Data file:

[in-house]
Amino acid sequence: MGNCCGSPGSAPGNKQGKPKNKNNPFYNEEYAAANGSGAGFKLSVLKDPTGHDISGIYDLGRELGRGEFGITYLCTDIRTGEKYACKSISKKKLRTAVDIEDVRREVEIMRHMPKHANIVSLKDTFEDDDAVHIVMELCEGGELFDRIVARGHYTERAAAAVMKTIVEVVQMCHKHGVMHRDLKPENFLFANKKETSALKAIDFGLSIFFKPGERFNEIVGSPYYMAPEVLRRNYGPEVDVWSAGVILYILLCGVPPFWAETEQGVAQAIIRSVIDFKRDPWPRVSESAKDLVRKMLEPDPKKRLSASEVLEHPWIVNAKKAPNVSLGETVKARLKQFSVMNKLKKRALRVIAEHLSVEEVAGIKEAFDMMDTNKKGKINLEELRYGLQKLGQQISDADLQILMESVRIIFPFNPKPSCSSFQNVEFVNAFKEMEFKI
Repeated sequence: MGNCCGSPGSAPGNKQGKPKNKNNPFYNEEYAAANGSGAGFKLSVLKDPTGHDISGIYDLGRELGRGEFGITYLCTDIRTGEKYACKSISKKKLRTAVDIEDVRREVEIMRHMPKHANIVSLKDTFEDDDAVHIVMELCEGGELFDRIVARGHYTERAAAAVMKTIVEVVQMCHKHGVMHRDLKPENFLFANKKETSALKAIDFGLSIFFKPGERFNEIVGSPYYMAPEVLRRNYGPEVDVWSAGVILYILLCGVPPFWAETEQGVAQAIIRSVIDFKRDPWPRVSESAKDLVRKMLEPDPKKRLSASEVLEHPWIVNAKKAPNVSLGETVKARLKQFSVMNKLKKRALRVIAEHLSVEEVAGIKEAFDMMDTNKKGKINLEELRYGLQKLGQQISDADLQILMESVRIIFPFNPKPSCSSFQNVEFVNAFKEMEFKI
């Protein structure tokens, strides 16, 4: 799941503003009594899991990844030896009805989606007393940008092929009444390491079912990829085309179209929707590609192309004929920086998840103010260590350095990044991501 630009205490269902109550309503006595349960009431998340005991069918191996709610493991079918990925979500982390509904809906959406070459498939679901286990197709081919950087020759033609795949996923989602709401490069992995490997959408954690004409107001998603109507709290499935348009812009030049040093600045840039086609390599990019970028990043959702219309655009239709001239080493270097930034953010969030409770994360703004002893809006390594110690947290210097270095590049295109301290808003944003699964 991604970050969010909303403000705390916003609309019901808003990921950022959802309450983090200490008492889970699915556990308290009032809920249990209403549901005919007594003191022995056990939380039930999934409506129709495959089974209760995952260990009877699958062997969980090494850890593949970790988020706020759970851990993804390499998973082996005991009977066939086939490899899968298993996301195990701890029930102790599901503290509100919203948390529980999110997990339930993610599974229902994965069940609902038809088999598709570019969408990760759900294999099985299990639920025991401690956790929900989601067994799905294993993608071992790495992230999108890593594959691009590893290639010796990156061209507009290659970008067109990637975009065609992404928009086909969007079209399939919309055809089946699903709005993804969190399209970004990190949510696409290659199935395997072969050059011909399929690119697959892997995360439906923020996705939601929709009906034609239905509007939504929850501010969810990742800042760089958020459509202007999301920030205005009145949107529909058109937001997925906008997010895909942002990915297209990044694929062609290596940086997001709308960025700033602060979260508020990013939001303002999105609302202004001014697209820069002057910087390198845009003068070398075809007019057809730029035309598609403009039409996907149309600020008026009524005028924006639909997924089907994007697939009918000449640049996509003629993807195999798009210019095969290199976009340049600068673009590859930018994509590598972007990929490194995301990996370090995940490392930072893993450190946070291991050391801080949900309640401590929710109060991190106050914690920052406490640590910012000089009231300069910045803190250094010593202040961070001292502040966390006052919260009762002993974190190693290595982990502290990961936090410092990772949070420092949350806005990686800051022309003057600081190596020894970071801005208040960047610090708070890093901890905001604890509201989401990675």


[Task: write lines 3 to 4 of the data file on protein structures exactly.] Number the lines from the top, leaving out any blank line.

Repeated sequence: MGNCCGSPGSAPGNKQGKPKNKNNPFYNEEYAAANGSGAGFKLSVLKDPTGHDISGIYDLGRELGRGEFGITYLCTDIRTGEKYACKSISKKKLRTAVDIEDVRREVEIMRHMPKHANIVSLKDTFEDDDAVHIVMELCEGGELFDRIVARGHYTERAAAAVMKTIVEVVQMCHKHGVMHRDLKPENFLFANKKETSALKAIDFGLSIFFKPGERFNEIVGSPYYMAPEVLRRNYGPEVDVWSAGVILYILLCGVPPFWAETEQGVAQAIIRSVIDFKRDPWPRVSESAKDLVRKMLEPDPKKRLSASEVLEHPWIVNAKKAPNVSLGETVKARLKQFSVMNKLKKRALRVIAEHLSVEEVAGIKEAFDMMDTNKKGKINLEELRYGLQKLGQQISDADLQILMESVRIIFPFNPKPSCSSFQNVEFVNAFKEMEFKI
């Protein structure tokens, strides 16, 4: 799941503003009594899991990844030896009805989606007393940008092929009444390491079912990829085309179209929707590609192309004929920086998840103010260590350095990044991501 630009205490269902109550309503006595349960009431998340005991069918191996709610493991079918990925979500982390509904809906959406070459498939679901286990197709081919950087020759033609795949996923989602709401490069992995490997959408954690004409107001998603109507709290499935348009812009030049040093600045840039086609390599990019970028990043959702219309655009239709001239080493270097930034953010969030409770994360703004002893809006390594110690947290210097270095590049295109301290808003944003699964 991604970050969010909303403000705390916003609309019901808003990921950022959802309450983090200490008492889970699915556990308290009032809920249990209403549901005919007594003191022995056990939380039930999934409506129709495959089974209760995952260990009877699958062997969980090494850890593949970790988020706020759970851990993804390499998973082996005991009977066939086939490899899968298993996301195990701890029930102790599901503290509100919203948390529980999110997990339930993610599974229902994965069940609902038809088999598709570019969408990760759900294999099985299990639920025991401690956790929900989601067994799905294993993608071992790495992230999108890593594959691009590893290639010796990156061209507009290659970008067109990637975009065609992404928009086909969007079209399939919309055809089946699903709005993804969190399209970004990190949510696409290659199935395997072969050059011909399929690119697959892997995360439906923020996705939601929709009906034609239905509007939504929850501010969810990742800042760089958020459509202007999301920030205005009145949107529909058109937001997925906008997010895909942002990915297209990044694929062609290596940086997001709308960025700033602060979260508020990013939001303002999105609302202004001014697209820069002057910087390198845009003068070398075809007019057809730029035309598609403009039409996907149309600020008026009524005028924006639909997924089907994007697939009918000449640049996509003629993807195999798009210019095969290199976009340049600068673009590859930018994509590598972007990929490194995301990996370090995940490392930072893993450190946070291991050391801080949900309640401590929710109060991190106050914690920052406490640590910012000089009231300069910045803190250094010593202040961070001292502040966390006052919260009762002993974190190693290595982990502290990961936090410092990772949070420092949350806005990686800051022309003057600081190596020894970071801005208040960047610090708070890093901890905001604890509201989401990675």